Building an accurate, generalized model for this is no easy task. It has to handle a range of materials (silicate, water, etc.) at different phases (solid, liquid, gas), all determined by other factors like elevation and temperature; each point has to interact with the rest of the grid, the rest of the Universe Sandbox simulation, and any user input; it has to run in real time; and in a normal state, it has to produce something that looks like the Earth or Mars we’re familiar with. Fortunately, this is well tread territory at this point, as Jenn solved a lot of these problems with the last model of Surface Grids.

What’s Next
We feel very good about the progress we’ve made so far and we plan to keep moving forward at this pace. We’ll continue with the technical implementation while also adding and double-checking the scientific layers of the model.

You’ll notice in the tidal-locking clip above that we only showed the data map, not the actual planet itself, as its local temperature shifted. That’s because there’s not much to see yet (compare to the visual state of the last model as seen in the last post). We love data, but we also love planet surfaces that look pretty and glow. The surface visuals are an important part of Surface Grids, and now that we have the technical framework laid out, it’s time to make it look good. Our graphics developer, Georg, is just getting started on these visual aspects, which are also based on his previous work on the old Grids model. We look forward to sharing his work in a future Grids posts!
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About This Game

Universe Sandbox ² is a physics-based space simulator that allows you to create, destroy, and interact on an unimaginable scale.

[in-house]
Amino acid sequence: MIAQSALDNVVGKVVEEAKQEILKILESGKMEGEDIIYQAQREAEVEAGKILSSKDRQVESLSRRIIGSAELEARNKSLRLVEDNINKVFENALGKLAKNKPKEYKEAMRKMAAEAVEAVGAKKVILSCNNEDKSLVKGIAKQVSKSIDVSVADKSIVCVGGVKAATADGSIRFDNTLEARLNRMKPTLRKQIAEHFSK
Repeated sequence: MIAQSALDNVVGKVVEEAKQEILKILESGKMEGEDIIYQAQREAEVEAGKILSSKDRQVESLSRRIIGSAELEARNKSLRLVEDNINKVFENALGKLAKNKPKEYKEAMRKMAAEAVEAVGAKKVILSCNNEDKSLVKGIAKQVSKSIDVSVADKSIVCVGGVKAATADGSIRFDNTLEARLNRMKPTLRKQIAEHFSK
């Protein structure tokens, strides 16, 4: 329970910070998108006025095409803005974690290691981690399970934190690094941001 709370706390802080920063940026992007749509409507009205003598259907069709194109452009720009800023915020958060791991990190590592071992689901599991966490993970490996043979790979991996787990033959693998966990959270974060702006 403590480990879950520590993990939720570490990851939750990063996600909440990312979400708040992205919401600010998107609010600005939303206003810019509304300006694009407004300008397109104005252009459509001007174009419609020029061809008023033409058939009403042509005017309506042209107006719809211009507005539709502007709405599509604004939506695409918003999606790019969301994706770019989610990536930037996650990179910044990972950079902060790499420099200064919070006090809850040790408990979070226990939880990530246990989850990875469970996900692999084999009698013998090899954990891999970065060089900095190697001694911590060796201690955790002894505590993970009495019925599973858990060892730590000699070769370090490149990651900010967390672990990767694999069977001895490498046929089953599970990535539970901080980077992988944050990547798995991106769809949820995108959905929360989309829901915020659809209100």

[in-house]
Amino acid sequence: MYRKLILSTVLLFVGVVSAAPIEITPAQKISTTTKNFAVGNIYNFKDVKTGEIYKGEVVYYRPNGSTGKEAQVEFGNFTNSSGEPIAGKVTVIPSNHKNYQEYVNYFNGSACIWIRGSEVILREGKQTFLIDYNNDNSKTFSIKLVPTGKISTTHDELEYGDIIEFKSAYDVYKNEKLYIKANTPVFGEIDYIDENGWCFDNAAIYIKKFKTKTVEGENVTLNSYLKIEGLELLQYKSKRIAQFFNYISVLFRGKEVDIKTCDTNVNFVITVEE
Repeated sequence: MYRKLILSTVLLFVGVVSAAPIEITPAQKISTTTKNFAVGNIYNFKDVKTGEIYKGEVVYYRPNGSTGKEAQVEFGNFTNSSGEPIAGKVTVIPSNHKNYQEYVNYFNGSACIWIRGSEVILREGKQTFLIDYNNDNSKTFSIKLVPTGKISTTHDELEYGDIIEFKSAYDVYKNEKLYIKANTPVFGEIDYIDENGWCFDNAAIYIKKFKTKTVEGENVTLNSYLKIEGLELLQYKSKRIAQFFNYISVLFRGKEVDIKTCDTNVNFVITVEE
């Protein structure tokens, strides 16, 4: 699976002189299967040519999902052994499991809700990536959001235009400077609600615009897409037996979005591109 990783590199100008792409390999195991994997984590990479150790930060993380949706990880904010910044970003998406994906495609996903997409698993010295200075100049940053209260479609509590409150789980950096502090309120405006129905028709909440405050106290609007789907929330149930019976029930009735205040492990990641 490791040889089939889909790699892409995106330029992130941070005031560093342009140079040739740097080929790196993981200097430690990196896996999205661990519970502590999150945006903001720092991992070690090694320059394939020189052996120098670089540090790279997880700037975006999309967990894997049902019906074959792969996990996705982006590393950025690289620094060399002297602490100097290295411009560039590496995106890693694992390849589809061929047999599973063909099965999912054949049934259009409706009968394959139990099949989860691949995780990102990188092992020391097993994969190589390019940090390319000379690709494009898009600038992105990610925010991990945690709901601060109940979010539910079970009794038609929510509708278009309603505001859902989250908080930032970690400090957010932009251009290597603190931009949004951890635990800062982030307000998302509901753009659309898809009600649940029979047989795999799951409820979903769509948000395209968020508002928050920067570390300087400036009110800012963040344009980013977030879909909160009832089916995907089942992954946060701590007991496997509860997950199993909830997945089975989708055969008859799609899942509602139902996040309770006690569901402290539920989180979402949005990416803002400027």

It merges real-time gravity, climate, collision, and material interactions to reveal the beauty of our universe and the fragility of our planet.

Universe Sandbox ² includes the desktop version and a VR mode with support for the HTC Vive, Oculus Rift+Touch, and Windows Mixed Reality.

Simulate Gravity

N-body simulation at almost any speed using Newtonian mechanics. Real science, real physics, no supercomputer required.

Collide Planets & Stars

Epic, mind blowing collisions of massive planetary bodies that leave behind molten craters.

Create Your Own Systems

Start with a star, then add a planet. Spruce it up with moons, rings, comets, or even a black hole.

Model Earth's Climate

Watch sea ice grow and recede with the seasons because of the tilt of the Earth: change the tilt and change the seasons. Or move the Earth farther from the Sun and freeze the entire planet.
Learn more...

Supernova a Star

Make a star evolve by cranking up its age or mass, then watch a supernova unfold.

Explore Historical Events

Ride along with the Juno and New Horizons spacecraft, or view a total solar eclipse.

Throw Planets in VR

Just grab and fling.

And more...

  • Material System - build planets out of Hydrogen, Iron, Rock, & Water
  • Stellar flares & volatile trails
  • Procedurally generated stars & planets
  • Pulsars
  • Light-warping black holes
  • Dark matter

System Requirements

Windows
Mac OS X
SteamOS + Linux
    Minimum:
    • OS: Windows 7 SP1+ (64-bit*)
    • Processor: 1.6GHz dual-core
    • Memory: 1 GB RAM
    • Graphics: 512 MB Video Memory, Shader Model 4.0
    • DirectX: Version 11
    • Storage: 2 GB available space
    • Additional Notes: * A 64-bit version of Windows is required for Universe Sandbox updates after November 2018. Users on 32-bit systems can still run previous versions. Learn more
    Recommended:
    • Processor: 2.6GHz quad-core
    • Memory: 4 GB RAM
    • Graphics: 1 GB Video Memory
    • DirectX: Version 11
    • Additional Notes: For VR, see recommendations from your headset manufacturer
    Minimum:
    • OS: macOS 10.11+
    • Processor: 1.6GHz dual core
    • Memory: 1 GB RAM
    • Graphics: OpenGL, 512 MB Video Memory
    • Storage: 1 GB available space
    Minimum:
    • OS: Ubuntu 12.04+, SteamOS+
    • Processor: 1.6GHz dual core
    • Memory: 1 GB RAM
    • Graphics: OpenGL, 512 MB Video Memory
    • Storage: 1 GB available space
    • Additional Notes: Officially supports the same Linux distributions supported by Unity (currently Ubuntu 12.04+). Other distributions can and will work, but they may require a bit of configuration and tinkering.